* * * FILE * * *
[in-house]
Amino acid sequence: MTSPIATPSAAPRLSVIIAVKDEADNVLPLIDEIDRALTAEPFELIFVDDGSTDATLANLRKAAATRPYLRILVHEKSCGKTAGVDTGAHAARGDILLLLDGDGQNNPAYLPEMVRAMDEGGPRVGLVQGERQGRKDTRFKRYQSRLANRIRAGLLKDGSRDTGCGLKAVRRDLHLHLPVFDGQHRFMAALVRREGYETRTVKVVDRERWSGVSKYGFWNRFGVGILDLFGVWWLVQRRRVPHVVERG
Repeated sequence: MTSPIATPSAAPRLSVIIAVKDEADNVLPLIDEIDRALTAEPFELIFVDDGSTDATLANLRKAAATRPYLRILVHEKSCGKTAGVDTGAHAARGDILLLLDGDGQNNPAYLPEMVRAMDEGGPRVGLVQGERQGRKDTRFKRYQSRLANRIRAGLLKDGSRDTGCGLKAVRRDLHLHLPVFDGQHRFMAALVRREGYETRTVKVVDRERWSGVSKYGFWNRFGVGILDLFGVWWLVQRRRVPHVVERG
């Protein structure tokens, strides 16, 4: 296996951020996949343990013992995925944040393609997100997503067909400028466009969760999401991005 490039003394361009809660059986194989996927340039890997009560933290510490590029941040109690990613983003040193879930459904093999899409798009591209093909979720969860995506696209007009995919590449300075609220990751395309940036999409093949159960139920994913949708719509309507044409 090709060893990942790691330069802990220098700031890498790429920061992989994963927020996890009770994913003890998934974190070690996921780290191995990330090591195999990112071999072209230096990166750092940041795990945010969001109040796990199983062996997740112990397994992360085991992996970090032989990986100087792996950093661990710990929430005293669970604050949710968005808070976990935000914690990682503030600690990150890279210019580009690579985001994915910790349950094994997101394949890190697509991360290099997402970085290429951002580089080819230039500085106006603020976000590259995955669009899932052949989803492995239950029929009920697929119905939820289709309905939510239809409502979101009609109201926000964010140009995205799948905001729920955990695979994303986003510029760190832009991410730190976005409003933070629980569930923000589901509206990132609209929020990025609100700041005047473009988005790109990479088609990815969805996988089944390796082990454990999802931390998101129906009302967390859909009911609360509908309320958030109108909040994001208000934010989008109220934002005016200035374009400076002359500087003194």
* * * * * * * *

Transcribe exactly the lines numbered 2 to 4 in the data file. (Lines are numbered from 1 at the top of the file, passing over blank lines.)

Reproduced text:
Amino acid sequence: MTSPIATPSAAPRLSVIIAVKDEADNVLPLIDEIDRALTAEPFELIFVDDGSTDATLANLRKAAATRPYLRILVHEKSCGKTAGVDTGAHAARGDILLLLDGDGQNNPAYLPEMVRAMDEGGPRVGLVQGERQGRKDTRFKRYQSRLANRIRAGLLKDGSRDTGCGLKAVRRDLHLHLPVFDGQHRFMAALVRREGYETRTVKVVDRERWSGVSKYGFWNRFGVGILDLFGVWWLVQRRRVPHVVERG
Repeated sequence: MTSPIATPSAAPRLSVIIAVKDEADNVLPLIDEIDRALTAEPFELIFVDDGSTDATLANLRKAAATRPYLRILVHEKSCGKTAGVDTGAHAARGDILLLLDGDGQNNPAYLPEMVRAMDEGGPRVGLVQGERQGRKDTRFKRYQSRLANRIRAGLLKDGSRDTGCGLKAVRRDLHLHLPVFDGQHRFMAALVRREGYETRTVKVVDRERWSGVSKYGFWNRFGVGILDLFGVWWLVQRRRVPHVVERG
């Protein structure tokens, strides 16, 4: 296996951020996949343990013992995925944040393609997100997503067909400028466009969760999401991005 490039003394361009809660059986194989996927340039890997009560933290510490590029941040109690990613983003040193879930459904093999899409798009591209093909979720969860995506696209007009995919590449300075609220990751395309940036999409093949159960139920994913949708719509309507044409 090709060893990942790691330069802990220098700031890498790429920061992989994963927020996890009770994913003890998934974190070690996921780290191995990330090591195999990112071999072209230096990166750092940041795990945010969001109040796990199983062996997740112990397994992360085991992996970090032989990986100087792996950093661990710990929430005293669970604050949710968005808070976990935000914690990682503030600690990150890279210019580009690579985001994915910790349950094994997101394949890190697509991360290099997402970085290429951002580089080819230039500085106006603020976000590259995955669009899932052949989803492995239950029929009920697929119905939820289709309905939510239809409502979101009609109201926000964010140009995205799948905001729920955990695979994303986003510029760190832009991410730190976005409003933070629980569930923000589901509206990132609209929020990025609100700041005047473009988005790109990479088609990815969805996988089944390796082990454990999802931390998101129906009302967390859909009911609360509908309320958030109108909040994001208000934010989008109220934002005016200035374009400076002359500087003194």